He caught me as I fell forward from my chair, sobbing out loud, and held me through the 21 gun salute and the playing of Taps. The farmhouse had been filled to the brim with food for the wake and Eric somehow managed to carry both Amelia and me back there. He took me upstairs and laid me down on the bed before kissing my forehead and shutting the door behind him. I listened as the house began to fill with the sound of voices and closed my eyes trying to remember the sound of the one voice I wished I could hear. With all of my energy spent, I finally let go. It was the first time I’d slept for longer than an hour in days.
Sookie was exhausted and I hoped she would stay upstairs and get the rest she obviously needed. I’d woken up that morning when she was lifting Amelia off of my chest, where she’d slept for the night, to get her ready for the service and was in the middle of pressing my uniform when I heard her scream upstairs. I found her sobbing in bed and didn’t know what to do. It was my fault she was going through this and all I wanted to do was find some way to fix the unfixable, but every time she’d sob out that it wasn’t fair, wasn’t fair that I got to come home when he didn’t, all I could say was that I was sorry because I was.
The entire town turned up for the funeral and I took care of the host duties at the wake with Amelia a constant shadow at my side. She seemed comforted by my presence and I knew I was comforted by hers, so I relished in the fact that she didn’t want to be without me. When the last person finally filtered out of the house she helped me clean up the kitchen and as I was giving her a bath she said, “Mommy’s sad.”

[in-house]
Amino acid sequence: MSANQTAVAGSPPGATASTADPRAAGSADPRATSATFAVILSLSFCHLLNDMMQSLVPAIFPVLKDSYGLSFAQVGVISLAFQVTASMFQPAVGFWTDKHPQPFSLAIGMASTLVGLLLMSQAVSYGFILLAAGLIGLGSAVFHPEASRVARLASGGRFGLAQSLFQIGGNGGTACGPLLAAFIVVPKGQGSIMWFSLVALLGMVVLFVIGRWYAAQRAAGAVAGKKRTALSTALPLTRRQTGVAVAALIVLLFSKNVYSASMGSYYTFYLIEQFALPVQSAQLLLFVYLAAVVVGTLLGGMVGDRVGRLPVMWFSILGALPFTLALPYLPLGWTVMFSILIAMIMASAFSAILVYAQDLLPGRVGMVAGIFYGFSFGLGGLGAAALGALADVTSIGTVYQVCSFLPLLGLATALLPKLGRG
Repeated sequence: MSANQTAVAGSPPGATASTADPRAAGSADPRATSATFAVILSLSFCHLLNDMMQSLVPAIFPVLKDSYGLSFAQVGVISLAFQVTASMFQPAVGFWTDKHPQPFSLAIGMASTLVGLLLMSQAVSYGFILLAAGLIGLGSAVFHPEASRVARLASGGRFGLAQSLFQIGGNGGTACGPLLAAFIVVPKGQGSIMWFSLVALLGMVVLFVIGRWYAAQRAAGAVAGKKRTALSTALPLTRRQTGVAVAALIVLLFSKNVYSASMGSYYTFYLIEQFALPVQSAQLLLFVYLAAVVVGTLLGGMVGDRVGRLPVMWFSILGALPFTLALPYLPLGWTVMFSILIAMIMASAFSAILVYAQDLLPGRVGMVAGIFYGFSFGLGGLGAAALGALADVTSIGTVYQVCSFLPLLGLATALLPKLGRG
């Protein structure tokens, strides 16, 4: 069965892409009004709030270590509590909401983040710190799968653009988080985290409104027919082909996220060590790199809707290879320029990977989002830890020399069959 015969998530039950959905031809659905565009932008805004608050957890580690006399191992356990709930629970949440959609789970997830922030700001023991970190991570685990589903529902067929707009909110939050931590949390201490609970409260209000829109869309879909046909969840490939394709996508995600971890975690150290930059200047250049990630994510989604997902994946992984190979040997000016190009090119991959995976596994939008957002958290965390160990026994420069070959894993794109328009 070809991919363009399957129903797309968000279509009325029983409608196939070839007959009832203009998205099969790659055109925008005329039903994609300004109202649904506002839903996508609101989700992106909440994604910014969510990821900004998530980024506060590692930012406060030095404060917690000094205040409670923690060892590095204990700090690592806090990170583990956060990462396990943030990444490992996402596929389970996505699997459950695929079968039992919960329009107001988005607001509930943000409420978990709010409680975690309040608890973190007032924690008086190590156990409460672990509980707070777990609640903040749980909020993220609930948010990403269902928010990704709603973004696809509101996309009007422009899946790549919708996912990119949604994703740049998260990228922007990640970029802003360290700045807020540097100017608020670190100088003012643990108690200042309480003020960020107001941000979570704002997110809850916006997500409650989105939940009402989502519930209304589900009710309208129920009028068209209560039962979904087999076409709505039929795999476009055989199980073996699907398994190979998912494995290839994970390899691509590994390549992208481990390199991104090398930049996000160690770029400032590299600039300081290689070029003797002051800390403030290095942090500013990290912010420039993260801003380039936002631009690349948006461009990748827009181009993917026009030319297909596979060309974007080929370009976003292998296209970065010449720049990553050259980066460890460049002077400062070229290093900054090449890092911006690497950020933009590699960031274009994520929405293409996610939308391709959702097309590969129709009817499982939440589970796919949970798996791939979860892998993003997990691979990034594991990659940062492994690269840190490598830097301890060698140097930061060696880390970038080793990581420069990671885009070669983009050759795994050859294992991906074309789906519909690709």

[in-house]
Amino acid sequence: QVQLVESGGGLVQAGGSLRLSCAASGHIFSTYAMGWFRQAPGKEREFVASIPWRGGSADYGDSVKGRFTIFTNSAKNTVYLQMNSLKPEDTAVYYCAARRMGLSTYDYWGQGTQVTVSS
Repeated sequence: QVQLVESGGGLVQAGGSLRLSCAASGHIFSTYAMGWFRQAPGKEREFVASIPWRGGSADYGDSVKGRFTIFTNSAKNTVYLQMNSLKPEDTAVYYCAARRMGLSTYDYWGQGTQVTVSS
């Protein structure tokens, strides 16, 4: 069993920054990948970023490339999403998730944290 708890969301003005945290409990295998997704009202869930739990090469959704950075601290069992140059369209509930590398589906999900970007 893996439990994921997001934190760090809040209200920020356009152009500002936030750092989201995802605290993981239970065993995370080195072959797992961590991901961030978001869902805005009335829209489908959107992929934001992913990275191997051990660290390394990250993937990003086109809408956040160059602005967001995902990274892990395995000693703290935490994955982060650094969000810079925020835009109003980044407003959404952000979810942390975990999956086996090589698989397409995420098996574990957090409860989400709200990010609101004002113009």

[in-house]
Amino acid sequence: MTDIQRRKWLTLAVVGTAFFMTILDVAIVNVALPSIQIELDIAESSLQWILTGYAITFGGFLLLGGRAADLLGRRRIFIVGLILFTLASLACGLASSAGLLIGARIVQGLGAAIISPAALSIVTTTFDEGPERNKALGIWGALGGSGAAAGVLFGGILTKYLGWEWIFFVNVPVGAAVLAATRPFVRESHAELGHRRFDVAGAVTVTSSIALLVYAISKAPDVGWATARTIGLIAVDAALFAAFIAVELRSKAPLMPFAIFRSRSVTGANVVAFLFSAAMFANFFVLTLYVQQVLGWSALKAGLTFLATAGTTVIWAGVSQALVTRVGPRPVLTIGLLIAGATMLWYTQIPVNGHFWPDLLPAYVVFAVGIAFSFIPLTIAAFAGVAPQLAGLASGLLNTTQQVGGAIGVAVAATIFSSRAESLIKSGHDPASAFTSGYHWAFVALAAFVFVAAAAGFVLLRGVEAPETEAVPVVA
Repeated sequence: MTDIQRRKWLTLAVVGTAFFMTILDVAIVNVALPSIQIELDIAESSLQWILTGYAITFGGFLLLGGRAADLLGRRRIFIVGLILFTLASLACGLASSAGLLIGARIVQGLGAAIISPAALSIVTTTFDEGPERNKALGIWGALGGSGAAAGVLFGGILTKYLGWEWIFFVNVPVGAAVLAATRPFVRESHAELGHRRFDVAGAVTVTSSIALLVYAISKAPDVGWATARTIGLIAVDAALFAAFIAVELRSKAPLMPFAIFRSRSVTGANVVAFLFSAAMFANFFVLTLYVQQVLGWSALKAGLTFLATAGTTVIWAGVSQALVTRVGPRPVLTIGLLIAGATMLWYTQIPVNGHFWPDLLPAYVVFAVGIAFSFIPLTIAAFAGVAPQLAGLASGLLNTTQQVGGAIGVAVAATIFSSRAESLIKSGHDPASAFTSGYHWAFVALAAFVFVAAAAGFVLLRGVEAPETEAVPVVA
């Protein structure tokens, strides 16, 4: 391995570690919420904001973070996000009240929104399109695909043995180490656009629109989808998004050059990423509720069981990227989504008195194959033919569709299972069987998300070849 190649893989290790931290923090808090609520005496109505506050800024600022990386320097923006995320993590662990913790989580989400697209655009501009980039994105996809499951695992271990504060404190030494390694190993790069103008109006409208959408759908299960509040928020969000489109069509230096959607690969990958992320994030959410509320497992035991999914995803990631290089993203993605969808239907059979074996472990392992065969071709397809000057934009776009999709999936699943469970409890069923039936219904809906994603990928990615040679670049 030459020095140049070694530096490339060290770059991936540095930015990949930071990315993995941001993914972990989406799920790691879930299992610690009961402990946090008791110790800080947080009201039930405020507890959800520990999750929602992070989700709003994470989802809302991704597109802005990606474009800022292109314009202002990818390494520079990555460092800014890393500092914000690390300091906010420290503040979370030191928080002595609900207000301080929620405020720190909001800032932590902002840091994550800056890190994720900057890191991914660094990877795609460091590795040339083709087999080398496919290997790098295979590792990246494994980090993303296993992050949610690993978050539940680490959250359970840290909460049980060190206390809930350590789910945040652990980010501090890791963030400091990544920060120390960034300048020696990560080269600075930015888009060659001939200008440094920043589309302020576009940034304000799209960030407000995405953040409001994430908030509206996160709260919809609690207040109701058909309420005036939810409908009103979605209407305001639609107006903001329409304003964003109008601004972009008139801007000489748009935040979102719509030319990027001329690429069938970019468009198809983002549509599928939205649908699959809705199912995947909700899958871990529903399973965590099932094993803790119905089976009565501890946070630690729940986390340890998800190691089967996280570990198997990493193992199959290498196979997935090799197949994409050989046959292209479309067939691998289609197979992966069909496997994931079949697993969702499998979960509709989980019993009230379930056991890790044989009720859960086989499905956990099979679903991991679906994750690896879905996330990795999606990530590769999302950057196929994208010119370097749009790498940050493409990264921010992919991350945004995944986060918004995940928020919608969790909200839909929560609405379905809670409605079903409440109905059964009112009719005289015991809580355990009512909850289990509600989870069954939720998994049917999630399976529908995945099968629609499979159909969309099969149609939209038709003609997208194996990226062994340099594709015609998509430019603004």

I nodded, saying, “We all are.”
“She misses daddy.” Since I’d been back she hadn’t been as talkative as she normally was, but I hadn’t really expected her to be given what we’d been dealing with. I also hadn’t expected her to be as astute as she was at her age.
“We all do,” I agreed.
I was thrown for a loop when she asked, “Are you going to be my new daddy?”
I know my mouth was gaping open when I quickly replied, “No. Your daddy will always be your daddy. No one could replace him.” No one could fill his shoes; he was one of a kind. Seeing Amelia’s fallen face I added, “But I’ll always be there for you and help you when you need it. I’m your uncle. We’re family.”
Amelia’s eyes moved to look over my shoulder as she said, “Uncle Eric said he’s not gonna be my new daddy.”
I turned to see Sookie standing in the bathroom doorway and she looked down at me with swollen red rimmed eyes before looking back at Amelia and agreed, “He’s not. He has his own life to live, so it’s just gonna be you and me.”
She seemed so cold, without any warmth in her voice at all, but I hoped it was just the stress she’d been under and not her finally coming to her senses, placing the blame for Alcide’s death squarely on my shoulders where it belonged. I wanted to disagree with her, but the sounds of Amelia crying drew my attention back to her and I pulled her out of the tub, wrapping a towel around her tiny body, and told her, “You are a part of my life and I’m not going anywhere. I’ll always be here for you.”